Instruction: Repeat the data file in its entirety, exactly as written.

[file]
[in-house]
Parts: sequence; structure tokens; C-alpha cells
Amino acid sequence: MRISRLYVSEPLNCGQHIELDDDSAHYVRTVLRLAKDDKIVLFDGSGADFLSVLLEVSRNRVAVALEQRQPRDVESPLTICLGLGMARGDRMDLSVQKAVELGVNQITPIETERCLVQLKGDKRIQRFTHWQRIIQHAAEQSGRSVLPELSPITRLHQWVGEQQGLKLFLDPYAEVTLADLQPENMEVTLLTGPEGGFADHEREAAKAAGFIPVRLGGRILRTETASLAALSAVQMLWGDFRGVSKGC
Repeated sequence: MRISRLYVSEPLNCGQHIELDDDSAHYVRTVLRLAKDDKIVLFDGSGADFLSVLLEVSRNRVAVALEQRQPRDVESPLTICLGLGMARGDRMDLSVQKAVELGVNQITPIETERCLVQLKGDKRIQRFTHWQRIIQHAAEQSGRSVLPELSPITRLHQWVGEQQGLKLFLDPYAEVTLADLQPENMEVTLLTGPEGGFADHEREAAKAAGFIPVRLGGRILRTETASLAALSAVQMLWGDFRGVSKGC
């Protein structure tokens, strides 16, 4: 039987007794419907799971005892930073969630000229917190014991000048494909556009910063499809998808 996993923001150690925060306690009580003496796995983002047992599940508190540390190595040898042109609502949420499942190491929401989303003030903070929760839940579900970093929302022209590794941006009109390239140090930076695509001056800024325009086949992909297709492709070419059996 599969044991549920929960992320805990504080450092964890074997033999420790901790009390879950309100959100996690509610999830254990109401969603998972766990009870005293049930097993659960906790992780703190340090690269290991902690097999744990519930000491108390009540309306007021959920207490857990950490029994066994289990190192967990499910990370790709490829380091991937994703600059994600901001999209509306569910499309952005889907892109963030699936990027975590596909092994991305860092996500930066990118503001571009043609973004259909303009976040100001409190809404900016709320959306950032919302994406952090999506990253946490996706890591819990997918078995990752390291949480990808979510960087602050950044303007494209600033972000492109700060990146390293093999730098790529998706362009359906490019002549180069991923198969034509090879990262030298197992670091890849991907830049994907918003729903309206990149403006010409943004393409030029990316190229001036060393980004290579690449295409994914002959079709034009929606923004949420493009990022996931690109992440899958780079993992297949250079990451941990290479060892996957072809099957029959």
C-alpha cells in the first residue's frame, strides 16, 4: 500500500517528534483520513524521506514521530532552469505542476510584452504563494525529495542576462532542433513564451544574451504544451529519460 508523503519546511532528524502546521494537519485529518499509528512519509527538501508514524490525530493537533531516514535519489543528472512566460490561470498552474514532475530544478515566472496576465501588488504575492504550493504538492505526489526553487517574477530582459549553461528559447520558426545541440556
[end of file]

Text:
[in-house]
Parts: sequence; structure tokens; C-alpha cells
Amino acid sequence: MRISRLYVSEPLNCGQHIELDDDSAHYVRTVLRLAKDDKIVLFDGSGADFLSVLLEVSRNRVAVALEQRQPRDVESPLTICLGLGMARGDRMDLSVQKAVELGVNQITPIETERCLVQLKGDKRIQRFTHWQRIIQHAAEQSGRSVLPELSPITRLHQWVGEQQGLKLFLDPYAEVTLADLQPENMEVTLLTGPEGGFADHEREAAKAAGFIPVRLGGRILRTETASLAALSAVQMLWGDFRGVSKGC
Repeated sequence: MRISRLYVSEPLNCGQHIELDDDSAHYVRTVLRLAKDDKIVLFDGSGADFLSVLLEVSRNRVAVALEQRQPRDVESPLTICLGLGMARGDRMDLSVQKAVELGVNQITPIETERCLVQLKGDKRIQRFTHWQRIIQHAAEQSGRSVLPELSPITRLHQWVGEQQGLKLFLDPYAEVTLADLQPENMEVTLLTGPEGGFADHEREAAKAAGFIPVRLGGRILRTETASLAALSAVQMLWGDFRGVSKGC
């Protein structure tokens, strides 16, 4: 039987007794419907799971005892930073969630000229917190014991000048494909556009910063499809998808 996993923001150690925060306690009580003496796995983002047992599940508190540390190595040898042109609502949420499942190491929401989303003030903070929760839940579900970093929302022209590794941006009109390239140090930076695509001056800024325009086949992909297709492709070419059996 599969044991549920929960992320805990504080450092964890074997033999420790901790009390879950309100959100996690509610999830254990109401969603998972766990009870005293049930097993659960906790992780703190340090690269290991902690097999744990519930000491108390009540309306007021959920207490857990950490029994066994289990190192967990499910990370790709490829380091991937994703600059994600901001999209509306569910499309952005889907892109963030699936990027975590596909092994991305860092996500930066990118503001571009043609973004259909303009976040100001409190809404900016709320959306950032919302994406952090999506990253946490996706890591819990997918078995990752390291949480990808979510960087602050950044303007494209600033972000492109700060990146390293093999730098790529998706362009359906490019002549180069991923198969034509090879990262030298197992670091890849991907830049994907918003729903309206990149403006010409943004393409030029990316190229001036060393980004290579690449295409994914002959079709034009929606923004949420493009990022996931690109992440899958780079993992297949250079990451941990290479060892996957072809099957029959």
C-alpha cells in the first residue's frame, strides 16, 4: 500500500517528534483520513524521506514521530532552469505542476510584452504563494525529495542576462532542433513564451544574451504544451529519460 508523503519546511532528524502546521494537519485529518499509528512519509527538501508514524490525530493537533531516514535519489543528472512566460490561470498552474514532475530544478515566472496576465501588488504575492504550493504538492505526489526553487517574477530582459549553461528559447520558426545541440556